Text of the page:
She added that she believes that the Government is finally taking risk management seriously now, saying: “My plea to new CEO will be that that does not slip back again”.

Success: Government stepping up

Explaining what she was proud of in her time as Government CEO, Mrs Wylie said that she was “proud of the fact that we have improved risk management".

She also added that the Government had responded "really well" to the twin tragedies which happened in Jersey at the end of last year, claiming that the “Government really stepped up to the plate”.

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Pictured: The outgoing CEO said that she was proud of the Government's response the the tragedies that island has faced in recent months, such as the Haut du Mont explosion.

Mrs Wylie said that she was also proud that “we’ve actually held our hands up and said that we are concerned about clinical governance in the hospital, and that we’re going to do something about it".

Changes: Level of expectation

When asked about what changes she believe need to be made to the role of Government CEO, Mrs Wylie said that the "level of expectations and support" around the £250,000 job needed improvement.

She suggested that additional support could take the form of Assistant CEOs or a Corporate Management Board, for example.

Mrs Wylie added that a group has been set up by Chief Minister to consider the changes that need to be made ahead of the recruitment for the next permanent CEO and said that she had shared her thoughts with this group on a "number of occasions".

She explained: "I don’t think that the actual legislation of the role needs to change significantly – I think it’s more about the systems and its more about the support mechanisms beneath the CEO to enable them to do their job.”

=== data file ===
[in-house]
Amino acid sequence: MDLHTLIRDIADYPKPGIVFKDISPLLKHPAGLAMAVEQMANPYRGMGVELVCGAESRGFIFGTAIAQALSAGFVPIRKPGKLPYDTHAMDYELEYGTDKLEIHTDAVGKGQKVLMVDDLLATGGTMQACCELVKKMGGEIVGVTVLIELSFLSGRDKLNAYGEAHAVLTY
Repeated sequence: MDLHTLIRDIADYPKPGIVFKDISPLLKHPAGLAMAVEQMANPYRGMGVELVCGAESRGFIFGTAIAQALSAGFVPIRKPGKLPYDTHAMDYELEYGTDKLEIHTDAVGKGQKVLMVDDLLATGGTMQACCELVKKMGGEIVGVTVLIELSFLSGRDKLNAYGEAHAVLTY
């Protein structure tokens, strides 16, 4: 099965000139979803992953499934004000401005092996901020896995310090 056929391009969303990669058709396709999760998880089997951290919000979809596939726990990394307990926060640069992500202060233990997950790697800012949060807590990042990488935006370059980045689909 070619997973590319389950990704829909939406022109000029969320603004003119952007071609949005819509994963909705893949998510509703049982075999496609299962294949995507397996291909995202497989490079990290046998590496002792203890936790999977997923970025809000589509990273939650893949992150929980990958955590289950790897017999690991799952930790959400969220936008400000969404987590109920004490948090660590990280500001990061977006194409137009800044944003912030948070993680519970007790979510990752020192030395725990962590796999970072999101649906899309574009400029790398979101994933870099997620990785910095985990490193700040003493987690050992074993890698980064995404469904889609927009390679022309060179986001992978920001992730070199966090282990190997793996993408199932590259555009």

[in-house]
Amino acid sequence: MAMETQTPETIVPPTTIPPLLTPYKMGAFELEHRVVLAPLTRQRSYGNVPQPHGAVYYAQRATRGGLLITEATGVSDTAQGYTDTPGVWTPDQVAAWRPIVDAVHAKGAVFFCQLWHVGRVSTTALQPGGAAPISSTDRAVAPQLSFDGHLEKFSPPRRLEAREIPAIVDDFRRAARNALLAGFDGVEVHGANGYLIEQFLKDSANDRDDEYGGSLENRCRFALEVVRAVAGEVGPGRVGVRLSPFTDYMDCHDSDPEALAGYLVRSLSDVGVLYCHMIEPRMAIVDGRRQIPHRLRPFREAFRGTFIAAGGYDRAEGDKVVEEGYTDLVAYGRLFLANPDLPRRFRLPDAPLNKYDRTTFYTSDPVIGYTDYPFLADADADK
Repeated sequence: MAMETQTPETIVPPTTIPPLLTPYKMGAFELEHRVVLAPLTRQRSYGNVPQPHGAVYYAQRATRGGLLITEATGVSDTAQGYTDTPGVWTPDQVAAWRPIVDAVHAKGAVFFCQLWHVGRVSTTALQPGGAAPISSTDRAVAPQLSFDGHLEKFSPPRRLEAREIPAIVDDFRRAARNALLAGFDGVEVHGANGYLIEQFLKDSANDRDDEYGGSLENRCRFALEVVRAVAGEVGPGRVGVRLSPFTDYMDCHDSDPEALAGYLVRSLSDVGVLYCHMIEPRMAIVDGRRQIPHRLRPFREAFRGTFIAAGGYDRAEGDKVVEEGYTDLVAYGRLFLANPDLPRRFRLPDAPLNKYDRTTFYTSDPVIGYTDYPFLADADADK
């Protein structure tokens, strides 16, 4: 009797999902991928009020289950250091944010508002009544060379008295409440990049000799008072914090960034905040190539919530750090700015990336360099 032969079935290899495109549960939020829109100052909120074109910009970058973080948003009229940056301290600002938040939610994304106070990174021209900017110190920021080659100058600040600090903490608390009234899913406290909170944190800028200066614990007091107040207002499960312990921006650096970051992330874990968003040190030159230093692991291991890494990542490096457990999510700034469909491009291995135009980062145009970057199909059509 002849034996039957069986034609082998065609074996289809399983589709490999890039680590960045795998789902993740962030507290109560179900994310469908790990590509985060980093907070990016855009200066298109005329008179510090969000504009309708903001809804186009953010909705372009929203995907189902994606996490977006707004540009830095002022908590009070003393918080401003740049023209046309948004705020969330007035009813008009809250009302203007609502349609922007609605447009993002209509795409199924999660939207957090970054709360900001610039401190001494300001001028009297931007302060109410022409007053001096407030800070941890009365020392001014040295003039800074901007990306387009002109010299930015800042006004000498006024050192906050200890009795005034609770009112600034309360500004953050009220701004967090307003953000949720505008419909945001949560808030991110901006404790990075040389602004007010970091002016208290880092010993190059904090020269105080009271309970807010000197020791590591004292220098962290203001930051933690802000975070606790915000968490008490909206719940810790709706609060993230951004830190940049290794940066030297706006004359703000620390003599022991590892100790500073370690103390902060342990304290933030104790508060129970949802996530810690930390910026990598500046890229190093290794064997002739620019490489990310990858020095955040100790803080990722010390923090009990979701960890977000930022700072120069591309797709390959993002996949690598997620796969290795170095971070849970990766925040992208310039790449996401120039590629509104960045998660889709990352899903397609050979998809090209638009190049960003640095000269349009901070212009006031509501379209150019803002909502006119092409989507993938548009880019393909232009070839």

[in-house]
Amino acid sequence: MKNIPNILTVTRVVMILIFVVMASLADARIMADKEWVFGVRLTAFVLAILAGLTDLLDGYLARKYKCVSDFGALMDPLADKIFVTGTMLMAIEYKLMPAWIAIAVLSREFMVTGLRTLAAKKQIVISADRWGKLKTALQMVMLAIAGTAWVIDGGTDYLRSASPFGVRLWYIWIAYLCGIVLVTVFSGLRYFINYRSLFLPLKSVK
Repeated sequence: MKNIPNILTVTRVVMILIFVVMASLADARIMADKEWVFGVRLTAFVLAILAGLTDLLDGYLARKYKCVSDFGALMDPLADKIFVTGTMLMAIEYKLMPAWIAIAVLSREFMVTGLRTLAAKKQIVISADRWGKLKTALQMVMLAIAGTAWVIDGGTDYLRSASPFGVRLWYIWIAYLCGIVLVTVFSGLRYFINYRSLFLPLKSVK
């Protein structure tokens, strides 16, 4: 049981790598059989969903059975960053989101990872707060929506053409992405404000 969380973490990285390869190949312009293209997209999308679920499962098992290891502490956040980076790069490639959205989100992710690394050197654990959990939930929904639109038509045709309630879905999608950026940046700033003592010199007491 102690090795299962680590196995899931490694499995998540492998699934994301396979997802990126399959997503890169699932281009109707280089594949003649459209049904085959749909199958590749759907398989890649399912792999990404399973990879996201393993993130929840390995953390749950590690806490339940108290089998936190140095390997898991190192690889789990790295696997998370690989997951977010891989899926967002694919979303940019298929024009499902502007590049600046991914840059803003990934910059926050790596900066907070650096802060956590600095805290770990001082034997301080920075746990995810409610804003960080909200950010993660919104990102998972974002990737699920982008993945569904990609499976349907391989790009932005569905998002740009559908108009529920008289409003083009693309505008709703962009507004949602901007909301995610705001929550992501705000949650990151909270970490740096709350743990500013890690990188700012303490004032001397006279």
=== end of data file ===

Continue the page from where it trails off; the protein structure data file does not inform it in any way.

Thanks

Following the public hearing, Deputy Feltham said: "The PAC is grateful to the Chief Executive Officer for her open and transparent answers to our questions, as well as for her work as CEO during her time in office. 

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Pictured: Chair of the Public Accounts Committee, Deputy Lyndsay Feltham.

"We have heard from the CEO that risk mitigation across different departments, particularly in Health and Community Services, is an area where we need to make some serious improvements. The PAC will be monitoring closely to ensure the correct measures are put in place to make sure this happens.

"Likewise, Ms Wylie’s comments as to where she feels there can be improvements made to the role of CEO were welcome.We will continue to monitor the recruitment process for the new CEO in the hope that these suggestions are taken into account."

What next?

Although there is little more than a month left before her final day on 31 July, Mrs Wylie's interim successor is still yet to be named by Government.

Applications opened in mid-May and a total of 27 candidates applied for role – 10 of which were Jersey residents. The final five were interviewed last Monday (12 June). The Government has not confirmed if any of the final candidates are local. 

As of Wednesday last week, due diligence and contractual discussions were underway. Final approval of the preferred candidate rests with the States Employment Board - the panel of politicians which acts as the official employer of all public sector workers.

The successful candidate for Interim CEO is expected to be in place for nine to 12 months, while it considers changes to the role of the permanent CEO, which Express previously explored in-depth.

READ MORE...

Welcome to Jersey...Meet our new Gov CEO - Suzanne Wylie's first official interview after touching down in Jersey last year...

FOCUS: What do you need to be the next Gov CEO? We consulted the official brochure...

Push for locals yields 10 Jersey applicants for Interim Gov CEO role

Recruitment for Interim Gov CEO begins after falling behind schedule

FOCUS: How might the role of the next Government CEO change?